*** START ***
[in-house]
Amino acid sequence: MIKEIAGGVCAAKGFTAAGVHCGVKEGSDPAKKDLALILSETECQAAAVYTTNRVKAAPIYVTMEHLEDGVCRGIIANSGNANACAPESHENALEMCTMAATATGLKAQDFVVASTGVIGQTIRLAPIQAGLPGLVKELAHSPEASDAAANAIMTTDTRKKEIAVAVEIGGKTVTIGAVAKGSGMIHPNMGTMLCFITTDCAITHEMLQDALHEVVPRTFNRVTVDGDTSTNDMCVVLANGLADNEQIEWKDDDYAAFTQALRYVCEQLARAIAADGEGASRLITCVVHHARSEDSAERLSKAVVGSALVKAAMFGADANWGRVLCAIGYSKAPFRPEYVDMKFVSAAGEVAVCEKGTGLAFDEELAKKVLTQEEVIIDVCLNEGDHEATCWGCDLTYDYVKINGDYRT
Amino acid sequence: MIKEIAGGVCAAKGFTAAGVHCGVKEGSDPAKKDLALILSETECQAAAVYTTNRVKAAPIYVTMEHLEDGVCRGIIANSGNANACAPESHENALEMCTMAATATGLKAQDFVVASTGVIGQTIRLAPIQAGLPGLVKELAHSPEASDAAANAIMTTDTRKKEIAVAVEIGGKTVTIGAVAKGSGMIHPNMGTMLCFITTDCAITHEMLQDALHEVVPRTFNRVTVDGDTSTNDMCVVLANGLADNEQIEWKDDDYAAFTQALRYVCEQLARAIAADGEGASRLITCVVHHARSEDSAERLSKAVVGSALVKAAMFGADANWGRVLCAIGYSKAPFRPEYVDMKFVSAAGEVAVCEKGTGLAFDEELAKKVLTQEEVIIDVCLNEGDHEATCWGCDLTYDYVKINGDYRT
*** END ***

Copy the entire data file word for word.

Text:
[in-house]
Amino acid sequence: MIKEIAGGVCAAKGFTAAGVHCGVKEGSDPAKKDLALILSETECQAAAVYTTNRVKAAPIYVTMEHLEDGVCRGIIANSGNANACAPESHENALEMCTMAATATGLKAQDFVVASTGVIGQTIRLAPIQAGLPGLVKELAHSPEASDAAANAIMTTDTRKKEIAVAVEIGGKTVTIGAVAKGSGMIHPNMGTMLCFITTDCAITHEMLQDALHEVVPRTFNRVTVDGDTSTNDMCVVLANGLADNEQIEWKDDDYAAFTQALRYVCEQLARAIAADGEGASRLITCVVHHARSEDSAERLSKAVVGSALVKAAMFGADANWGRVLCAIGYSKAPFRPEYVDMKFVSAAGEVAVCEKGTGLAFDEELAKKVLTQEEVIIDVCLNEGDHEATCWGCDLTYDYVKINGDYRT
Amino acid sequence: MIKEIAGGVCAAKGFTAAGVHCGVKEGSDPAKKDLALILSETECQAAAVYTTNRVKAAPIYVTMEHLEDGVCRGIIANSGNANACAPESHENALEMCTMAATATGLKAQDFVVASTGVIGQTIRLAPIQAGLPGLVKELAHSPEASDAAANAIMTTDTRKKEIAVAVEIGGKTVTIGAVAKGSGMIHPNMGTMLCFITTDCAITHEMLQDALHEVVPRTFNRVTVDGDTSTNDMCVVLANGLADNEQIEWKDDDYAAFTQALRYVCEQLARAIAADGEGASRLITCVVHHARSEDSAERLSKAVVGSALVKAAMFGADANWGRVLCAIGYSKAPFRPEYVDMKFVSAAGEVAVCEKGTGLAFDEELAKKVLTQEEVIIDVCLNEGDHEATCWGCDLTYDYVKINGDYRT